After having trouble with Linux (openSUSE Leap 15) and Windows 7 overwriting each other's boot sectors (and me failing to integrate GRUB2 into Windows 7' boot menu), I wanted to put GRUB2 on a bootable CD (mostly trial and error due to poor documentation). I was able to boot Linux successfully with that CD.

However after a kernel update I noticed that the CD also contains the boot configuration file, so the kernel configured there does no longer exist on harddisk, and I'll have to edit the boot command line for the current kernel and initrd each time.

Is there a way (and how!) to put the complete GRUB2 on bootable CD while reading the actual GRUB configuration from harddisk? In my understanding a complete GRUB2 would have all the tools to read the Linux filesystem, so that should not be the problem, especially when the location of the boot configuration file does not change.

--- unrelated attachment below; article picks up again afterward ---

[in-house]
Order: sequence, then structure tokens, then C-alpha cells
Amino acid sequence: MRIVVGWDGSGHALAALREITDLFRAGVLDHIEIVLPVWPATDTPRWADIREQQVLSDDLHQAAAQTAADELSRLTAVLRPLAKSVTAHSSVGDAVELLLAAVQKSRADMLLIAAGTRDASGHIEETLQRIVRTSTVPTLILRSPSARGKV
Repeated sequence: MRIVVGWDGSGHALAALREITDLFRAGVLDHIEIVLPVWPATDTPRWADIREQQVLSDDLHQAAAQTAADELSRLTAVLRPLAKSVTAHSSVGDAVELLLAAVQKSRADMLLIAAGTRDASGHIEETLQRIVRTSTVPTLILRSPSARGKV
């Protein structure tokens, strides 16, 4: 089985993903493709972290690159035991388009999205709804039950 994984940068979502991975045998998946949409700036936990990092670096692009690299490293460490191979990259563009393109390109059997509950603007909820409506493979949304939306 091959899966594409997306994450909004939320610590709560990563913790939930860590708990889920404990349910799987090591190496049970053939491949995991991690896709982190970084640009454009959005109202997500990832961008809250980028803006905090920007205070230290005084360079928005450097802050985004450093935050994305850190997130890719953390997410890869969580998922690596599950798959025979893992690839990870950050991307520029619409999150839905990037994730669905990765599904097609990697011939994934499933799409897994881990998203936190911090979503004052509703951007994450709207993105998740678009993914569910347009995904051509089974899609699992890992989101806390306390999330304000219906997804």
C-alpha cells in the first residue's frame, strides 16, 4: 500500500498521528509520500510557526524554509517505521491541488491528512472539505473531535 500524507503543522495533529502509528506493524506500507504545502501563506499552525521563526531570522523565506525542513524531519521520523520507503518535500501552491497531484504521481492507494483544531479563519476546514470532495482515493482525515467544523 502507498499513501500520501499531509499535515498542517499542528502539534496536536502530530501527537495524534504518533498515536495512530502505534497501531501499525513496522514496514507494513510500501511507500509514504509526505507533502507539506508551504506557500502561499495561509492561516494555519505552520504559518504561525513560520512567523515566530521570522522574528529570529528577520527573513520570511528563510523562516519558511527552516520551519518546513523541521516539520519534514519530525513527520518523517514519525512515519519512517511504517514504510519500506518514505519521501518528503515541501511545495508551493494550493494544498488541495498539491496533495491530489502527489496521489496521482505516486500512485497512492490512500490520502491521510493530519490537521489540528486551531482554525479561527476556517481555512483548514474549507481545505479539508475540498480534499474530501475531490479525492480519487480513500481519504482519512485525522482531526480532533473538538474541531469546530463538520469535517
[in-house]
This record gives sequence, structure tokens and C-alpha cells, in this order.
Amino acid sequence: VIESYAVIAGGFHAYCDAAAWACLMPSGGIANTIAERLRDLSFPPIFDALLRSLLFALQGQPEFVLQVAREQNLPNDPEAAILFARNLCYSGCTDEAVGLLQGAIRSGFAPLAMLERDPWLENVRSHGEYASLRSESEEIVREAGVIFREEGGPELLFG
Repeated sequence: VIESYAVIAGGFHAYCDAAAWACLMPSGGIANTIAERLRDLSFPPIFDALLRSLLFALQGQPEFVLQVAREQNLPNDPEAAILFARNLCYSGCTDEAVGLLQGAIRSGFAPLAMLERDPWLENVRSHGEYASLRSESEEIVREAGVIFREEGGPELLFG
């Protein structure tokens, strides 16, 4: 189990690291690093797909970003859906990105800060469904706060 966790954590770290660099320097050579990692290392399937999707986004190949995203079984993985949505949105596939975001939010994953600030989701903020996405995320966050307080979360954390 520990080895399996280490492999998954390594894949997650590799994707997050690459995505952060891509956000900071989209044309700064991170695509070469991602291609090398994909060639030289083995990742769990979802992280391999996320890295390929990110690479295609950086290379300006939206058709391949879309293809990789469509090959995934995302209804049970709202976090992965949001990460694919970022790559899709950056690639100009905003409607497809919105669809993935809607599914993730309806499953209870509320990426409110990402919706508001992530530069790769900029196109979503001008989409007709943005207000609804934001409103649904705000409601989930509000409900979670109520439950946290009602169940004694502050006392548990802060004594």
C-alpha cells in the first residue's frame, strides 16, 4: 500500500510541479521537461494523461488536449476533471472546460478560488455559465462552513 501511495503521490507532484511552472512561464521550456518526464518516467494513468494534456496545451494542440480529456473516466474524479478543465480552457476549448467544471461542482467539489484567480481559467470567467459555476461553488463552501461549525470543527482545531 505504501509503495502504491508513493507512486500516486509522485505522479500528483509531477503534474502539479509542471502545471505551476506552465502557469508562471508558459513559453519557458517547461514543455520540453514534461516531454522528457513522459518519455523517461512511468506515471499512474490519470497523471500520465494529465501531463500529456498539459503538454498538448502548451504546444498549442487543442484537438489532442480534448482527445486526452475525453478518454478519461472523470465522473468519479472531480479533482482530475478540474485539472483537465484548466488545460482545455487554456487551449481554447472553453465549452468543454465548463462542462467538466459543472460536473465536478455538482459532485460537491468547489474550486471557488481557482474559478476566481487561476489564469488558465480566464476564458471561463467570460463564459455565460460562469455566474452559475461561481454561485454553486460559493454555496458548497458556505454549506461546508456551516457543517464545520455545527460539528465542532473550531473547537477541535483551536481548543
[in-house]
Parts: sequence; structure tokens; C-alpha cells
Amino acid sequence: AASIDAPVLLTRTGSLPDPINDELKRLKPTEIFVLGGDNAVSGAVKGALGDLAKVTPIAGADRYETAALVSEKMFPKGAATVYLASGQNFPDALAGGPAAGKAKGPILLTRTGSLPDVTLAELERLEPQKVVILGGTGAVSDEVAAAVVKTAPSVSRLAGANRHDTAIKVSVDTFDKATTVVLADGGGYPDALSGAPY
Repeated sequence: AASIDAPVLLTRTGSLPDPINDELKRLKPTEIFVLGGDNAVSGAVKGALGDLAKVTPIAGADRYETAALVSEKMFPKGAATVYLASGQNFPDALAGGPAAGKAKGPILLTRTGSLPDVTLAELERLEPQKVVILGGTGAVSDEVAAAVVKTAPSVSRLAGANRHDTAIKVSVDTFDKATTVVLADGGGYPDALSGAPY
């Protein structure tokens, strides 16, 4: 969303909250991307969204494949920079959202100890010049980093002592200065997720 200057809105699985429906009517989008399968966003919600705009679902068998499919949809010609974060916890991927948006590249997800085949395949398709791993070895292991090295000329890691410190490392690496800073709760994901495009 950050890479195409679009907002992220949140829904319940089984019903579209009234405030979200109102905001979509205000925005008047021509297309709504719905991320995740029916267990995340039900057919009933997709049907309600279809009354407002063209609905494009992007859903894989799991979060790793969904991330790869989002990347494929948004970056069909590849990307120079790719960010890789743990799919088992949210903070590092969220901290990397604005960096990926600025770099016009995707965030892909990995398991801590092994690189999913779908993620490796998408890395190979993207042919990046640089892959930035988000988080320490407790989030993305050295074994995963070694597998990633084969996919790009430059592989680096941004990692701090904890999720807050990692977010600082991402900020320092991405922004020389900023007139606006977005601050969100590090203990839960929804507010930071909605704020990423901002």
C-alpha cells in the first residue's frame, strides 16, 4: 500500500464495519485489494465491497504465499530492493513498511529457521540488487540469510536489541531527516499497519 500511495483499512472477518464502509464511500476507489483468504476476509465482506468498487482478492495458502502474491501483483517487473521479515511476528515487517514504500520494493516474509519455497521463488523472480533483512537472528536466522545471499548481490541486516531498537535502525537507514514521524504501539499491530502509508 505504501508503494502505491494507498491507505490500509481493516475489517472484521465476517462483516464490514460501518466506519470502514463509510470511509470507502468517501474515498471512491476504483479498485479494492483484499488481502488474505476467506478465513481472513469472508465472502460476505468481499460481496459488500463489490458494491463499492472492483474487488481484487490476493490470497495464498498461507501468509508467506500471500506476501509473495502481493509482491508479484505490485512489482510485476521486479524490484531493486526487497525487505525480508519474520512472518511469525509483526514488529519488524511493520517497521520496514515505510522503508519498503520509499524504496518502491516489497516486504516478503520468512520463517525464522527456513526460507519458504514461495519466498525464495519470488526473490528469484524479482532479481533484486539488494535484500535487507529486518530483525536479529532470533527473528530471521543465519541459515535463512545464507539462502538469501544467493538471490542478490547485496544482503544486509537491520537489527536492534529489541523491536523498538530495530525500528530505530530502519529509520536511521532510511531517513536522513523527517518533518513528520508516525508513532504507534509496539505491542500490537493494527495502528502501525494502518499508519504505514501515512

What you may want is Super GRUB2 Disk. I have that tiny thing on my multiboot USB stick and this tool finds and boots everything.

My four boot entries read by Super Grub2 Disk from my linux partition

In the image you can see Super Grub2 Disk loaded from USB showing my four grub2 boot entries read from my linux partition.

  • It seems your solution is an universal boot disk that does discovery of installed systems each time. That's actually more than I need: My grub.cfg won't move, but it might be changed. Anyway I'm going to evaluate.
    – U. Windl
    Mar 24 '19 at 19:19
  • While trying it, I found it works, but it's not very elegant: I had to enable LUKS partitions, LVM support, and then load the grub.cfg. So actually that's more steps then using my old GRUB boot CD editing the boot entries. Especially activating my LUKS partition was extremely slow.
    – U. Windl
    Mar 26 '19 at 21:17

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